From the Sigma Investment Counselors blog
Early in my career, a very successful investor shared this bit of advice with me. His logic follows: Companies do not like to report poor results or results that fall short of Wall Street estimates.
Financial statements, both income and balance sheets, include a significant number of estimates. For example, balance sheets show accounts receivable as a specific number, but no one can be completely certain as to how many customers will actually pay their bills. Hence, the company’s financial statement’s listing of accounts receivable is an estimate, after an allowance for expected bad debts. Estimates of inventory values face similar issues.
More complicated is estimating future liabilities for pension payments and retiree health care.
Investors should remember that business activity is a movie, while financial statements are a snapshot.
In the end, the final financial statements represent an accumulation of estimates that have been negotiated between the auditors and management, typically through audit committees.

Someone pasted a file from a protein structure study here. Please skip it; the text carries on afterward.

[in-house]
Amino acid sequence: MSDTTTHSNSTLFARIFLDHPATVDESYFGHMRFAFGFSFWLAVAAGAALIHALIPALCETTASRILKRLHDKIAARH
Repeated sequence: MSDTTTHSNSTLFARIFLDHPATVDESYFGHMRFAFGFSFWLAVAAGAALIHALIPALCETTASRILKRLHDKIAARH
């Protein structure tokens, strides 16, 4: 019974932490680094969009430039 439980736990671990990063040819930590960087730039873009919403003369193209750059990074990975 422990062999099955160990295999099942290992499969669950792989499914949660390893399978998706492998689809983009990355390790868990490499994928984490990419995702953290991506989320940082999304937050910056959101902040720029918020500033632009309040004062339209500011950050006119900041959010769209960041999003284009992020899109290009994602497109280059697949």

Accepting the concept that managements are reluctant to report disappointing quarterly operating results could lead to the conclusion that, in order to avoid reporting a bad quarter, management will push the auditors to be as optimistic as possible in the area of estimates. In this scenario, it is theoretically possible to disguise one quarter’s disappointing results.
The logic behind the contention that there is no such thing as one bad quarter is based on the assumption that if things are so bad that the company can’t avoid reporting disappointing short-term results, even with optimistic estimates, business is actually quite disappointing and future reported results are likely to fall short of expectations.